There’s nothing I love more on Halloween than to curl up with a good book, a blanket, and something warm to drink. Well, actually, I love that combo everyday. Halloween is no exception of course. The only difference on this upcoming holiday is that I’ll be looking for something scary to read, some good classic horror. Maybe you guys are too? Well, I’ve got good news. I’m here to help everyone find there perfect Halloween read.
What book could actually recommend to everyone though? I know so many good horror reads. I couldn’t possibly pick just one to recommend. I spent all month writing horror-themed posts and still, I have way too many good horror books left to recommend. Too many, that is, unless I create a fun Halloween quiz. That’s right, answer this handful of questions and find out which book is the perfect read for you this Halloween!
1.Pick the scariest thing.
b. Sexually Independent Women
2. What kind of characters would you like?
a. A large, varied cast.
b. One group of friends.
c. One brilliant but troubled mind and an angry mob
d. An odd group of strangers thrown together by circumstance.
3. How would you feel about sexuality in your story?
a. It doesn’t matter. None of it matters. Death is coming for us all.
b. Of course! Whats more horrific than open sexual expression?
c. The title character is just too ugly for bumping uglies, and also basic social acceptance.
d. Maybe some hints, but we need the protagonist to feel as lonely and alienated as possible.
4. How old-school do you like your horror?
a. Ew, not at all. Modernity all the way.
b. So old-school and Victorian your eyeballs will bleed.
c. Classical but forward looking.
d. Modern values, but an old-school and decrepit atmosphere, for the chills.
5. What’s the scariest setting?
a. The whole world’s a stage, and it’s covered in blood and freaking me the heck out.
b. London, but with more cobblestones and gas lanterns.
c. A laboratory designed for purposes bizarre and impossible.
d. An isolated old mansion.
6. Do you want your book to have a movie adaptation?
a. Movies only ever utterly ruin a story. I don’t even want to look at my book’s movie.
b. Yes, the more the merrier. Sequels, spin-offs, all of that. More I say, more!
c. Yeah, I agree with b. Is there a way we could get a breakfast cereal too?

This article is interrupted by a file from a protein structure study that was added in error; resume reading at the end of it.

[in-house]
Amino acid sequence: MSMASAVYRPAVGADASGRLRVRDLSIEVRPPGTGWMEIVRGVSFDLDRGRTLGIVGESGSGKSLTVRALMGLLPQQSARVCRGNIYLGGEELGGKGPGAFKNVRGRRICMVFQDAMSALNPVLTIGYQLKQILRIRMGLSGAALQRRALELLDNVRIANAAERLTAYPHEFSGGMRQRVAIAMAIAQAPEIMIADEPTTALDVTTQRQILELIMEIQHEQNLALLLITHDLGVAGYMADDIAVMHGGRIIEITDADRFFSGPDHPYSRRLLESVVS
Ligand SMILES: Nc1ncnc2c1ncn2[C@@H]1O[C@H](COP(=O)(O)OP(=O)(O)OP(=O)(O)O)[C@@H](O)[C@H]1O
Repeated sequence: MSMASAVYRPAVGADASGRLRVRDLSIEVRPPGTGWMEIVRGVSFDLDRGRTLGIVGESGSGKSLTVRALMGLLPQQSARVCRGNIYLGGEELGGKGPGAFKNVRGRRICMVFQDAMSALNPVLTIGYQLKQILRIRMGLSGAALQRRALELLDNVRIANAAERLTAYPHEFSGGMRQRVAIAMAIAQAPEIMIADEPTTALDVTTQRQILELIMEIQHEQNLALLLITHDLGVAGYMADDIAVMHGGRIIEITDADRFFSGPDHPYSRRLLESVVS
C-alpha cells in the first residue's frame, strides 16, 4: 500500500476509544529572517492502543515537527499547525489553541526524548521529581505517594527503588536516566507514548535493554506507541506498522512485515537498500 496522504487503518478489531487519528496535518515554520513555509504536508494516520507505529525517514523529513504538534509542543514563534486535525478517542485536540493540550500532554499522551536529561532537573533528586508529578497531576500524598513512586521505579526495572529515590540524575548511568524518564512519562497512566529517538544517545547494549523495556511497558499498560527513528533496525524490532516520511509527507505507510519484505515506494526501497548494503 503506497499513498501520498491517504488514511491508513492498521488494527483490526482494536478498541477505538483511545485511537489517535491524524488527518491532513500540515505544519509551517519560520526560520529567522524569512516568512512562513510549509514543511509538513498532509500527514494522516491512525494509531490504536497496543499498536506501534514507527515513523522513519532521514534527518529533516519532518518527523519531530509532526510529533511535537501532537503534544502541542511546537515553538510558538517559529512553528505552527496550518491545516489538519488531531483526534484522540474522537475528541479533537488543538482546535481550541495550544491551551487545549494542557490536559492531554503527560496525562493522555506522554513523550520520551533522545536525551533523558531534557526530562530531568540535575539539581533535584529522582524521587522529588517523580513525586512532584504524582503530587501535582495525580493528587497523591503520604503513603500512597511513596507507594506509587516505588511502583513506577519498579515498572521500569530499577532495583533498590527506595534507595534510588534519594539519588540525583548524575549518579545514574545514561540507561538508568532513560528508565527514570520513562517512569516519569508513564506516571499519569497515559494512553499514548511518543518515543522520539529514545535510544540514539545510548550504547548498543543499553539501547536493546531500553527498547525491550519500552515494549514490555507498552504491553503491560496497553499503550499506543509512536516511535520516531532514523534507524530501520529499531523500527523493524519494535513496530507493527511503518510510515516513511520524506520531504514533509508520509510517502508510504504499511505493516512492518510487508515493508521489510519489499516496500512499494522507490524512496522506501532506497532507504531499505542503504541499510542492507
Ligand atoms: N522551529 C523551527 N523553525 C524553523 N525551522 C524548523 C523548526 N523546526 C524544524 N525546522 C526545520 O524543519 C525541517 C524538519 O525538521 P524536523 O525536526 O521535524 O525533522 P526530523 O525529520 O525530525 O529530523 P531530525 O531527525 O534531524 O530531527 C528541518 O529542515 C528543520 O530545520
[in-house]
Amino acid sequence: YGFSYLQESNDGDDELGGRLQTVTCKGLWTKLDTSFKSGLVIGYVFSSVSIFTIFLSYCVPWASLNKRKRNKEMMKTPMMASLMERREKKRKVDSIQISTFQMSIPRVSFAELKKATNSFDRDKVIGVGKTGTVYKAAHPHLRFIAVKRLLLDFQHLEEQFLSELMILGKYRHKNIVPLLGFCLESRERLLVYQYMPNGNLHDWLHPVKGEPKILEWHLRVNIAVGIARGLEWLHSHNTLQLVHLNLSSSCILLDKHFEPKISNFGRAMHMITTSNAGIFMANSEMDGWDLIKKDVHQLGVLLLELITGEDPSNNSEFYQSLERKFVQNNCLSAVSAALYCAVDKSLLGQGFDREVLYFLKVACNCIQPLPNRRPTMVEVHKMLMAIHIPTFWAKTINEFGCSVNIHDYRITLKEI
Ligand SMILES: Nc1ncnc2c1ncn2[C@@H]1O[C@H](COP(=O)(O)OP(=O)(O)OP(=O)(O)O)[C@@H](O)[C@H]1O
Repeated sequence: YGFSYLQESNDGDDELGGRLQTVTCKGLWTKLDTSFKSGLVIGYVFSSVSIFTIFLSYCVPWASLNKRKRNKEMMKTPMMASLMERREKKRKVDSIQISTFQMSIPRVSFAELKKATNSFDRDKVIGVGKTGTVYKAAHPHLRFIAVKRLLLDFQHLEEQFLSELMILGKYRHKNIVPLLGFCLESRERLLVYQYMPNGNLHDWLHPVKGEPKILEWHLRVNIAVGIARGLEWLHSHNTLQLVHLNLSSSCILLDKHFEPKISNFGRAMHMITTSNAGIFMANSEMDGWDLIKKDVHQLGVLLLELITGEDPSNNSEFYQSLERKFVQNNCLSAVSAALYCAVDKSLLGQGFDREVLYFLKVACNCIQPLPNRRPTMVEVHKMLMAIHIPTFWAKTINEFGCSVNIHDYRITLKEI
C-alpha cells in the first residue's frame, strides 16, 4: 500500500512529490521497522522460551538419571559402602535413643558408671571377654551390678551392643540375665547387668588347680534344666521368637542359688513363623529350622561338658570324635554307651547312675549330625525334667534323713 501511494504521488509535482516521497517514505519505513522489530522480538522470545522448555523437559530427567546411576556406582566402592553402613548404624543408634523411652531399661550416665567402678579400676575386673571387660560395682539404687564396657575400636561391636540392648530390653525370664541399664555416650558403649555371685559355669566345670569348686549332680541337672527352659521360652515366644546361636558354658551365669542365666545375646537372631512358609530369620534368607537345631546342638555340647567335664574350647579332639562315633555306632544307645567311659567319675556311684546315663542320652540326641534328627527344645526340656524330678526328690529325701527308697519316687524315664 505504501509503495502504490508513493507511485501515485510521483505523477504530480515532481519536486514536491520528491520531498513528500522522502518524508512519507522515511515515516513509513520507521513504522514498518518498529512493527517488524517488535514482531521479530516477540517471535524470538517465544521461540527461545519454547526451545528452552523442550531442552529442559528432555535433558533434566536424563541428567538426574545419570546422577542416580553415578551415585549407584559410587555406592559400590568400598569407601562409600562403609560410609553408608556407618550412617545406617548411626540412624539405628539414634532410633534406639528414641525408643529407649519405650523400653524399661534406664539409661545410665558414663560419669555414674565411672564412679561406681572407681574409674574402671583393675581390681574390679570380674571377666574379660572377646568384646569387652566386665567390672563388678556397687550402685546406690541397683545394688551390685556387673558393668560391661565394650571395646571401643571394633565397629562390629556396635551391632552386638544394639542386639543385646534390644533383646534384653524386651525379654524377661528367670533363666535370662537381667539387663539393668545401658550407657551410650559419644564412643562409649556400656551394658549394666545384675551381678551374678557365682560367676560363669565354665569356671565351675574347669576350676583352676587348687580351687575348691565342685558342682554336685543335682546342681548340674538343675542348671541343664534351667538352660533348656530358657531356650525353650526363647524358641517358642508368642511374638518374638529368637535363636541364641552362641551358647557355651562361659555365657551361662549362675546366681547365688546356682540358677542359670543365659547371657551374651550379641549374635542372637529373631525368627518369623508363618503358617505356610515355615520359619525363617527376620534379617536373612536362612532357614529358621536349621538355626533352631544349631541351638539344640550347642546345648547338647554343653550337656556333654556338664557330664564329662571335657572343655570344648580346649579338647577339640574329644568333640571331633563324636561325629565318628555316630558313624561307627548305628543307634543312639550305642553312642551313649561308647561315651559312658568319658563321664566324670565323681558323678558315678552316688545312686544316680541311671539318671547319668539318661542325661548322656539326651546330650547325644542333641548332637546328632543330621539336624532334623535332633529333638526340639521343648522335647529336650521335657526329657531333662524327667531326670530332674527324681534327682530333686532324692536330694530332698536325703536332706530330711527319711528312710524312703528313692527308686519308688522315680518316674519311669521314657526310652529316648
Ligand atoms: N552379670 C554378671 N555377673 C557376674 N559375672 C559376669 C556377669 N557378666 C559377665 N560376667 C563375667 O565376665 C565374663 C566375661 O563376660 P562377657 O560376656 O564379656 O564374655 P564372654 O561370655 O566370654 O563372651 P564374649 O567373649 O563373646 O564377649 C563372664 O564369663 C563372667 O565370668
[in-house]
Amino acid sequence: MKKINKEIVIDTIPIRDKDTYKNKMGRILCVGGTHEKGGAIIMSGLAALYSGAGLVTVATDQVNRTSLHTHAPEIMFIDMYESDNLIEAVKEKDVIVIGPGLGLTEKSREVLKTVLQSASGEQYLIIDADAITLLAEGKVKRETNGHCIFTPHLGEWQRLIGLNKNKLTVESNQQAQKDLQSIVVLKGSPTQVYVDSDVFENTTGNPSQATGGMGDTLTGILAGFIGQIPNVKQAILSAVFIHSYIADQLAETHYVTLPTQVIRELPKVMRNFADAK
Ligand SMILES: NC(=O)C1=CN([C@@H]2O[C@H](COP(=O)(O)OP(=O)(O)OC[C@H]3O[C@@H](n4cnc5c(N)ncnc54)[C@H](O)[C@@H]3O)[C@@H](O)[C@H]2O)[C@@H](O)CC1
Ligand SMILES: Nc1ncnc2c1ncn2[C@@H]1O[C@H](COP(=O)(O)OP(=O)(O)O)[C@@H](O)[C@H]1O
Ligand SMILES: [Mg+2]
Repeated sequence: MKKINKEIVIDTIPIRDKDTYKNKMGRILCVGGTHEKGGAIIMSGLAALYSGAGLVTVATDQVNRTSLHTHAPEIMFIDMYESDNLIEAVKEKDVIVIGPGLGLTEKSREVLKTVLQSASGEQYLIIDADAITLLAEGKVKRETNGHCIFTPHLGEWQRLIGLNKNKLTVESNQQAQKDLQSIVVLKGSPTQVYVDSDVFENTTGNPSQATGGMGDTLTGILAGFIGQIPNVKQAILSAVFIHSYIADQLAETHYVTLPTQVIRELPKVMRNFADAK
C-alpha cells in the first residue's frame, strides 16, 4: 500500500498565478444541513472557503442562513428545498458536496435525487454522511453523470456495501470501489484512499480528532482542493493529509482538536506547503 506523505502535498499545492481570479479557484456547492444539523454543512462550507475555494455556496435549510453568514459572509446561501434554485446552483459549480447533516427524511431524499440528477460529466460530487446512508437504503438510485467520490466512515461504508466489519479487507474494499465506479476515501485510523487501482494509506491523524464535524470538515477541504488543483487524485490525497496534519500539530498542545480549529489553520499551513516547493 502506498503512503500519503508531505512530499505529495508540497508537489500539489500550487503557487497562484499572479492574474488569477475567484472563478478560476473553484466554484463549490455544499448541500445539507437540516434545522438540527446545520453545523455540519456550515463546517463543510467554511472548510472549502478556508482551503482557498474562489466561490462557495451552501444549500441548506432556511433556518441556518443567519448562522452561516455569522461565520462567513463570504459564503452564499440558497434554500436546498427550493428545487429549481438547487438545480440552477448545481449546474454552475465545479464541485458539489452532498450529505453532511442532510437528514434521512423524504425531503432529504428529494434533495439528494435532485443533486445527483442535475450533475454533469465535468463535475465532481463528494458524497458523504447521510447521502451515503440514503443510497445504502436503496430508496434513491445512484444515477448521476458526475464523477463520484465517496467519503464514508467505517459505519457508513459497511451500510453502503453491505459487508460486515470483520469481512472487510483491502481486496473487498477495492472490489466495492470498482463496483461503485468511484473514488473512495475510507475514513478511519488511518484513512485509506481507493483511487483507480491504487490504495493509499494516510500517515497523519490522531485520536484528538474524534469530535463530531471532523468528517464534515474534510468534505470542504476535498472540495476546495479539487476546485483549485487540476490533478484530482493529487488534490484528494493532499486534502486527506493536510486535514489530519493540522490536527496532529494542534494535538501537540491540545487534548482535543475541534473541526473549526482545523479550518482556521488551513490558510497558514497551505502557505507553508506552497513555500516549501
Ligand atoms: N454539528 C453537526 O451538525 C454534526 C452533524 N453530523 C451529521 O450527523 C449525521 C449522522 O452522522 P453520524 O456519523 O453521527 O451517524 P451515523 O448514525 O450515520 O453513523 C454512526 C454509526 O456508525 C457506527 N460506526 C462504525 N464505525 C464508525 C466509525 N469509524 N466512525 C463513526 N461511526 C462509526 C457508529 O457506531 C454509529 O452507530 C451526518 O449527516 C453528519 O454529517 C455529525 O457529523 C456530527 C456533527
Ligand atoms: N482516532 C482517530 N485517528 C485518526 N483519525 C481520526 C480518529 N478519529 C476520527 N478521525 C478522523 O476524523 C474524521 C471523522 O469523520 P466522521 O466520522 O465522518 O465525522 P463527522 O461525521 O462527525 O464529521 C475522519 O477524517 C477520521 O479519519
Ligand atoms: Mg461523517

d. Sure, make a few if you like. The original film will always be the best and most faithful to the book though.
7. Do you want your story to have a happy ending?
a. Yeah, something really uplifting about the power of the human spirit.
b. Of course. Everyone’s finally safe from foreigners and overt sexuality!
c. No. Make it super tragic and moody.
d. No, especially not for the main character, and let’s keep it eerily ambiguous too.
Mostly A’s: World War Z by Max Brooks.
This book is probably shelved under science fiction at your local bookstore, but it’s about a world-wide zombie pandemic, so it’s freaking terrifying. Pay absolutely no attention to the epileptic fit inducing film with Brad Pitt. Brooks truly excels at world building, giving the whole history of the incident a realistic and fully realized feeling. He’s also great at writing terrifying scenes of zombie murder, of course. It’s a cutting edge, modern and fascinating take on humans facing their doom on an incredibly wide scale.
Mostly B’s: Dracula by Bram Stoker.
Ready to read the original literary vampire story? Well then go get yourself “The Vampyre” by Lord Byron and John Polidori, or perhaps “Carmilla” by Sheridan Le Fanu. Yeah, technically there are a few literary stories that predate Dracula, and of course there’s the many ancient folk tales that inspired Stoker. This is the most famous though, depicted as grand-daddy of all vampire stuff from here on out. It’s deliciously Victorian, and as such, it makes sure that we know the “new women” going around wearing bloomers and riding bicycles are every bit as terrifying as undead, blood sucking demons. Heck, they are undead blood sucking demons, especially the ones that show you their ankles like strumpets.
Okay, so some of the novel’s outdated sexual mores really rub me the wrong way, but it is definitely a scary book, whether you have fragile Victorian sensibilities or not.
Mostly C’s: Frankenstein or a Modern Prometheus by Mary Shelley
This is a Victorian horror classic that looks forward, in that it technically creates the Science Fiction genre. As much as this is typically considered a horror novel, and a very gothic one too, the horrors in this book are all brought about by science, and one man’s intense fear of death and pathological need to create something that laughs in the face of it. It’s a masterpiece of both sci-fi and horror, and Shelley wrote and published it while she was still younger than me, which makes me insanely jealous until I remember that a huge inspiration for the story was her recent miscarriage, and then I feel like a jerk.
Mostly D’s: The Haunting of Hill House by Shirley Jackson
There are plenty of haunted house stories, but this is definitely a definitive piece of that genre. A bunch of strangers meet up in an old mansion to prove whether or not it’s truly haunted. Jackson adds an excellently executed psychological layer to the horror, keeping you constantly guessing which one you should be more scared, the house and its ghosts or the protagonist and her ghosts. It has definitely shaped the haunted house story concept in a big way.
These are some of the best books you could find yourself reading this Halloween, so don’t limit yourself to one if you don’t want to. They all have something great to offer. Try them all if you can, or if you dare! Ooooooooooooooo. Spooky. Happy Halloween!